The art of the story
„Eine feste Bank“
The story of
The view is still the same, the blue of the Alster, the sailboats on the water, and yet nothing is as it used to be.
They used to sit here and laugh when one of the boats already capsized while casting off. Marc and Gerrit, and next to them Nic, the dog. Sometimes they exchanged only 30 words in an evening and still talked to each other. They gossiped about the sailors and argued about soccer: St. Pauli or Schalke.
In the past, when they were both in their mid-20s and homeless. When Gerrit often slept just a few steps away from the bench under the Kennedy Bridge. “Our diving tower,” he calls it because sometimes in the summer they would throw themselves off it and into the water. Maybe six, seven meters deep, he estimates, shrugging his shoulders.
Today, the bench where they used to sit is no longer there. Gerrit squats alone in the grass, wearing a dark St. Pauli shirt, his dog beside him. A husky, just like Nic was.
Gerrit is now 46 years old and lives in Eimsbüttel. The fact that he has seen Marc only rarely in the past ten years is actually a good sign, he thinks. Because Marc had “found his way back to a new life. Gerrit knows that because it was the same for him: When a new door opens, a few old ones close as well.
Marc was buried a few days ago. It is an anonymous grave in the cemetery in Rahlstedt, with neither his name nor the year of birth 1976 on it. Nobody recognizes that Marc has become 44 years old. Of course, no one suspects the ruptures that separated these years into different worlds: his childhood and youth in North Rhine-Westphalia, his refuge to the streets of Hamburg, where he hid and remained homeless for more than a decade. In his last ten years, Marc then led what Gerrit calls a new life: with his own apartment, a steady job, neighbors, and colleagues.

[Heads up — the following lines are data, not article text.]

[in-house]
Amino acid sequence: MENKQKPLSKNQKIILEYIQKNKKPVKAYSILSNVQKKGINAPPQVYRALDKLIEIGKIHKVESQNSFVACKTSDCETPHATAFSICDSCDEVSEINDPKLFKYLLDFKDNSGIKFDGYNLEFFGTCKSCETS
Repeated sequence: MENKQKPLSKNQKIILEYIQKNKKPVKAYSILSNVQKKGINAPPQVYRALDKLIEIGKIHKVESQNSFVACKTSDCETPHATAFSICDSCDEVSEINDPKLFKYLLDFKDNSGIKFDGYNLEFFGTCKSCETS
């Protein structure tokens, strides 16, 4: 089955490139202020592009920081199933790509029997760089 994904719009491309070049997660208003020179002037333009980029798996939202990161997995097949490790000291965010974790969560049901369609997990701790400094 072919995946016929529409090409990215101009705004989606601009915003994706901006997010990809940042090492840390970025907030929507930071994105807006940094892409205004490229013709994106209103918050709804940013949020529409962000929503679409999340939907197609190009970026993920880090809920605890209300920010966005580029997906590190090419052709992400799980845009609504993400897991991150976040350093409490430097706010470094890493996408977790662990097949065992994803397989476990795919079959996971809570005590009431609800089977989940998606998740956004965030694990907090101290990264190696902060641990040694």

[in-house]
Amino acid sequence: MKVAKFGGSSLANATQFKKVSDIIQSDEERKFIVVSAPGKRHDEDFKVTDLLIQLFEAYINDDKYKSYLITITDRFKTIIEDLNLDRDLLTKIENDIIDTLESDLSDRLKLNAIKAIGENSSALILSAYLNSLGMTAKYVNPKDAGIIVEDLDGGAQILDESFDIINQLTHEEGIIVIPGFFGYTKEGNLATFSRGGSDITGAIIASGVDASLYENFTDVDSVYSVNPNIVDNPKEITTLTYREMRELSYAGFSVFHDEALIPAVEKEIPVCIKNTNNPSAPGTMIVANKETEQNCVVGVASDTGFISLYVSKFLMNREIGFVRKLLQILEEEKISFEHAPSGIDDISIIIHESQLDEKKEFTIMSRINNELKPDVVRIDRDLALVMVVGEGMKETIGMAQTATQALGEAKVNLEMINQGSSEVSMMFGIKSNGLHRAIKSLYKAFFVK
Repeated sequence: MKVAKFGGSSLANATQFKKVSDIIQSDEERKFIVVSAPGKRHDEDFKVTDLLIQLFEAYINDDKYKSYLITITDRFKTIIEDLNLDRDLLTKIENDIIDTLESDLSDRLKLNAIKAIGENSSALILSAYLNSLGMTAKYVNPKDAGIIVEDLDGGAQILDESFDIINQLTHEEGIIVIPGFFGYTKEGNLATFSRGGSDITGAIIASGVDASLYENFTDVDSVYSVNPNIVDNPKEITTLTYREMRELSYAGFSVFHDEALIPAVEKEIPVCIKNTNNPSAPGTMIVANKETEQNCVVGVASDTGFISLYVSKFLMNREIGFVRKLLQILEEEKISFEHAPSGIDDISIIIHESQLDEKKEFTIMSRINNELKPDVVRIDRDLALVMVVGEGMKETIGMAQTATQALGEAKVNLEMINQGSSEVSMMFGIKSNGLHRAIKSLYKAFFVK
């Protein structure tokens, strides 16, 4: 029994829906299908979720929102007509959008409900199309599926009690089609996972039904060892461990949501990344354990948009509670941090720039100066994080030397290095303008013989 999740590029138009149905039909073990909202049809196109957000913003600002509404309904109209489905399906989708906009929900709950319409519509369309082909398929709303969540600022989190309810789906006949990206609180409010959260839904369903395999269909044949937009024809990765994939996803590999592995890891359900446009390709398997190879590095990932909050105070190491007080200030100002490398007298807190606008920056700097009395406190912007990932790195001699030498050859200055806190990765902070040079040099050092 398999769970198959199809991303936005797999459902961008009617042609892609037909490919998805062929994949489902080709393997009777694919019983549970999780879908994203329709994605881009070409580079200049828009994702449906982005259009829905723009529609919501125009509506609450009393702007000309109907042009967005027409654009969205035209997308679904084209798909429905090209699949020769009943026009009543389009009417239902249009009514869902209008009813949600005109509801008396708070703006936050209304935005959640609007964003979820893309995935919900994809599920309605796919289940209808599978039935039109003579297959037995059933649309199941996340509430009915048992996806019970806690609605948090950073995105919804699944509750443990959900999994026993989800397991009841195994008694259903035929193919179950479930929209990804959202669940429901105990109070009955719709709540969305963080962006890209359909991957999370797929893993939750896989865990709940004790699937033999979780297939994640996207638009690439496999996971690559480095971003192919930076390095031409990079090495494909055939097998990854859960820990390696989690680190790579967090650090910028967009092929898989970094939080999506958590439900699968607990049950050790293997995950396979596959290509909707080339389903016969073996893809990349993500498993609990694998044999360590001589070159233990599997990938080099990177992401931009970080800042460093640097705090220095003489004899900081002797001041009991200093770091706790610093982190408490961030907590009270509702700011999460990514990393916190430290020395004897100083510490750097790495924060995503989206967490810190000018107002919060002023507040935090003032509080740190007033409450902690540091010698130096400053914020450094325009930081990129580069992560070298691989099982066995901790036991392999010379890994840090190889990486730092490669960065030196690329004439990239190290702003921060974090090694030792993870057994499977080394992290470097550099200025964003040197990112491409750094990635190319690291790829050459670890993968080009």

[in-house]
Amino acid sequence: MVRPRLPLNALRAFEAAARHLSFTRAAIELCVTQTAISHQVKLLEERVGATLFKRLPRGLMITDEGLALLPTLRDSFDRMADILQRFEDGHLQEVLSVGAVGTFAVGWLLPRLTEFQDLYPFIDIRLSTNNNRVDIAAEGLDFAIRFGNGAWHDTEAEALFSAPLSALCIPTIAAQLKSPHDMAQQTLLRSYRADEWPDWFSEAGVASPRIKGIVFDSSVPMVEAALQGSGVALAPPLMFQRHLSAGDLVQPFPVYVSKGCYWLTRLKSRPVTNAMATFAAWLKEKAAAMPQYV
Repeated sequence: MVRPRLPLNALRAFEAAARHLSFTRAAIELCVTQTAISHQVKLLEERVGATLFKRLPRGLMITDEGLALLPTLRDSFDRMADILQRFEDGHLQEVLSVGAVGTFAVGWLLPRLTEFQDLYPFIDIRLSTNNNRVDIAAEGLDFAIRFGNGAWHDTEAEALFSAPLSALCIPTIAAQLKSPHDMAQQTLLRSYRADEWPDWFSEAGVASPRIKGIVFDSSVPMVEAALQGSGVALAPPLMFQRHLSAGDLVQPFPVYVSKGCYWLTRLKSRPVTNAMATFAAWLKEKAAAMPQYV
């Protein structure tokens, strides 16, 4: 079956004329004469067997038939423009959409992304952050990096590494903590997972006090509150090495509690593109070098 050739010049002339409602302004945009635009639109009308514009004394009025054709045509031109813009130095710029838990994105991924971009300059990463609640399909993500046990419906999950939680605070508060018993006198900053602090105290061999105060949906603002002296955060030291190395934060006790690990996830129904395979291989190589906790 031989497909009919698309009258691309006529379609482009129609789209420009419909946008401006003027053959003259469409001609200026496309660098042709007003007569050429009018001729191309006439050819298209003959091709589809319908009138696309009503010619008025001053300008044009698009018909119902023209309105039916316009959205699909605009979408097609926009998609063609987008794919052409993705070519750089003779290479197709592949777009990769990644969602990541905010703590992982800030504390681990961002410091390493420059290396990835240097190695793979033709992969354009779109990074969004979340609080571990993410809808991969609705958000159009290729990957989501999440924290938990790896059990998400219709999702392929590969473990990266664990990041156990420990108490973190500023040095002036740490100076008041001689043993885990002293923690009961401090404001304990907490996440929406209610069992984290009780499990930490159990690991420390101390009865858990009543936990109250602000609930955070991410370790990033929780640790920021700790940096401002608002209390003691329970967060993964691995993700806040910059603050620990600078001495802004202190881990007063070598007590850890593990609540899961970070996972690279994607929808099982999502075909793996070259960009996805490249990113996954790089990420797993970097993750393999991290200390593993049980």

According to Google Maps, it’s an 18-minute walk from their place on the Alster to the Hinz&Kunzt building; at Gerrit’s pace, you can make it in ten. That was the path they walked together almost every evening: 1.9 kilometers, preferably not along the main train station. Marc didn’t want a policeman to ask who he was and where he was from.
As a young man, he had deserted from the German Navy. He had once wanted to become a regular soldier. He liked the sea and had even received a medal for his service during the flood of the Oder River in 1997. But shortly thereafter something must have happened, Gerrit suspects – but Marc never talked about what exactly.
Since then, Marc was homeless, had no contact with his family, and did not work in his skilled profession as a bricklayer. Being recognized might have meant a prison sentence for desertion for him. At the age of 25, he joined Hinz&Kunzt, became a salesman, and later worked at the coffee counter.
Gerrit is now standing in the Hinz&Kunzt courtyard and smoking. “That was the little guy, that sweetheart,” he says about Marc, who wasn’t particularly tall but was quite sturdy. Gerrit jokes that they once wanted to give him a tutu: the man who also went to medieval festivals, listened to rock and metal, and stretched his earlobes with enormous tunnels.